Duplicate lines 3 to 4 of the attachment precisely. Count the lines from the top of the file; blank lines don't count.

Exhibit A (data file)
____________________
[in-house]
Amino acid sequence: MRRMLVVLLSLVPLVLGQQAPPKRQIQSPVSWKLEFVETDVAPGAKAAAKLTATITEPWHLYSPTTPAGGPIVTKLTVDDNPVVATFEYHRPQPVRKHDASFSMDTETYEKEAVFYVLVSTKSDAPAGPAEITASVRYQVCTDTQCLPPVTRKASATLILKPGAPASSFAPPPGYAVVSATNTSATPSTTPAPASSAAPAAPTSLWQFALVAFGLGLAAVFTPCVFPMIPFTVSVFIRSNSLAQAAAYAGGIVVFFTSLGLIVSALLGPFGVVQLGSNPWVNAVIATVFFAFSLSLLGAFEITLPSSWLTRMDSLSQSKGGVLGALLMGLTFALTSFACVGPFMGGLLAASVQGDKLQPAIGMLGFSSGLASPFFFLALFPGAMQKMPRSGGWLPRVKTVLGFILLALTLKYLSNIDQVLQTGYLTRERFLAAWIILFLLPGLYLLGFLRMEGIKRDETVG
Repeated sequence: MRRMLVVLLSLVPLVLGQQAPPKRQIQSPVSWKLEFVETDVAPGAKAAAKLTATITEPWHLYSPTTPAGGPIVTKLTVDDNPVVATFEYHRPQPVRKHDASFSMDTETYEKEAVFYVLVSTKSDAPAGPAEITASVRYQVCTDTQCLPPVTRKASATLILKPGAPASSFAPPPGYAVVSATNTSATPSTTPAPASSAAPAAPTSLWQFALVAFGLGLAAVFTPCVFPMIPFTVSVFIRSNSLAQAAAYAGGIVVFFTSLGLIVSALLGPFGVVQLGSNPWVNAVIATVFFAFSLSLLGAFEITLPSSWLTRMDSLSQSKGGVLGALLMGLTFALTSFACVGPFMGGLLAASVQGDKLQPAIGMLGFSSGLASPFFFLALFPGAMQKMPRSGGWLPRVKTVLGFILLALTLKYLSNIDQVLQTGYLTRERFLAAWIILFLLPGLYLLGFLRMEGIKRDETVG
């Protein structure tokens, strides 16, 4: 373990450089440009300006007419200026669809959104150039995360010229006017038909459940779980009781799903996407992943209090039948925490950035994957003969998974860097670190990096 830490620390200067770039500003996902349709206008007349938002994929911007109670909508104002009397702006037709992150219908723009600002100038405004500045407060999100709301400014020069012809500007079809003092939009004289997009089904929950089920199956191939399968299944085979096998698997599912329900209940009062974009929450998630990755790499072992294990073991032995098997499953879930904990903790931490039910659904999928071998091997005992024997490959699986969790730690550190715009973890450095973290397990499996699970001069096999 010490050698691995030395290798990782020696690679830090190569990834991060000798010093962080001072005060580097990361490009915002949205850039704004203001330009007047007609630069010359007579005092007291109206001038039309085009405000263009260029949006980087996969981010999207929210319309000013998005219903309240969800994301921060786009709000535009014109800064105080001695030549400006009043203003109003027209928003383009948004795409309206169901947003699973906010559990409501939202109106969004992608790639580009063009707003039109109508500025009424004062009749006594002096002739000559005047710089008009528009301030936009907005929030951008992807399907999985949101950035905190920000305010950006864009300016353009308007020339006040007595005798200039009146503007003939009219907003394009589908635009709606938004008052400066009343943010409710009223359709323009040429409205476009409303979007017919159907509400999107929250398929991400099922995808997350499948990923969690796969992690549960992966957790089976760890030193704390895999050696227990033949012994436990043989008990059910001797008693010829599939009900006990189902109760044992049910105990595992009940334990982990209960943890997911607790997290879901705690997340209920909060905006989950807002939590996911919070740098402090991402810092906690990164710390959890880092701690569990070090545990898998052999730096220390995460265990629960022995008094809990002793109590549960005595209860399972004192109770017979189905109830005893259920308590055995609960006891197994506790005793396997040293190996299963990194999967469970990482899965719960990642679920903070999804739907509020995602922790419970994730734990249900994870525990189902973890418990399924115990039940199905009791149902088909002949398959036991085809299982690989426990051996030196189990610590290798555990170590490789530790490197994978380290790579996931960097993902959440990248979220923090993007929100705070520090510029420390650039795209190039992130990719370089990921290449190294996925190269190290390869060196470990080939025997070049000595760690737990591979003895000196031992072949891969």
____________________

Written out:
Repeated sequence: MRRMLVVLLSLVPLVLGQQAPPKRQIQSPVSWKLEFVETDVAPGAKAAAKLTATITEPWHLYSPTTPAGGPIVTKLTVDDNPVVATFEYHRPQPVRKHDASFSMDTETYEKEAVFYVLVSTKSDAPAGPAEITASVRYQVCTDTQCLPPVTRKASATLILKPGAPASSFAPPPGYAVVSATNTSATPSTTPAPASSAAPAAPTSLWQFALVAFGLGLAAVFTPCVFPMIPFTVSVFIRSNSLAQAAAYAGGIVVFFTSLGLIVSALLGPFGVVQLGSNPWVNAVIATVFFAFSLSLLGAFEITLPSSWLTRMDSLSQSKGGVLGALLMGLTFALTSFACVGPFMGGLLAASVQGDKLQPAIGMLGFSSGLASPFFFLALFPGAMQKMPRSGGWLPRVKTVLGFILLALTLKYLSNIDQVLQTGYLTRERFLAAWIILFLLPGLYLLGFLRMEGIKRDETVG
């Protein structure tokens, strides 16, 4: 373990450089440009300006007419200026669809959104150039995360010229006017038909459940779980009781799903996407992943209090039948925490950035994957003969998974860097670190990096 830490620390200067770039500003996902349709206008007349938002994929911007109670909508104002009397702006037709992150219908723009600002100038405004500045407060999100709301400014020069012809500007079809003092939009004289997009089904929950089920199956191939399968299944085979096998698997599912329900209940009062974009929450998630990755790499072992294990073991032995098997499953879930904990903790931490039910659904999928071998091997005992024997490959699986969790730690550190715009973890450095973290397990499996699970001069096999 010490050698691995030395290798990782020696690679830090190569990834991060000798010093962080001072005060580097990361490009915002949205850039704004203001330009007047007609630069010359007579005092007291109206001038039309085009405000263009260029949006980087996969981010999207929210319309000013998005219903309240969800994301921060786009709000535009014109800064105080001695030549400006009043203003109003027209928003383009948004795409309206169901947003699973906010559990409501939202109106969004992608790639580009063009707003039109109508500025009424004062009749006594002096002739000559005047710089008009528009301030936009907005929030951008992807399907999985949101950035905190920000305010950006864009300016353009308007020339006040007595005798200039009146503007003939009219907003394009589908635009709606938004008052400066009343943010409710009223359709323009040429409205476009409303979007017919159907509400999107929250398929991400099922995808997350499948990923969690796969992690549960992966957790089976760890030193704390895999050696227990033949012994436990043989008990059910001797008693010829599939009900006990189902109760044992049910105990595992009940334990982990209960943890997911607790997290879901705690997340209920909060905006989950807002939590996911919070740098402090991402810092906690990164710390959890880092701690569990070090545990898998052999730096220390995460265990629960022995008094809990002793109590549960005595209860399972004192109770017979189905109830005893259920308590055995609960006891197994506790005793396997040293190996299963990194999967469970990482899965719960990642679920903070999804739907509020995602922790419970994730734990249900994870525990189902973890418990399924115990039940199905009791149902088909002949398959036991085809299982690989426990051996030196189990610590290798555990170590490789530790490197994978380290790579996931960097993902959440990248979220923090993007929100705070520090510029420390650039795209190039992130990719370089990921290449190294996925190269190290390869060196470990080939025997070049000595760690737990591979003895000196031992072949891969």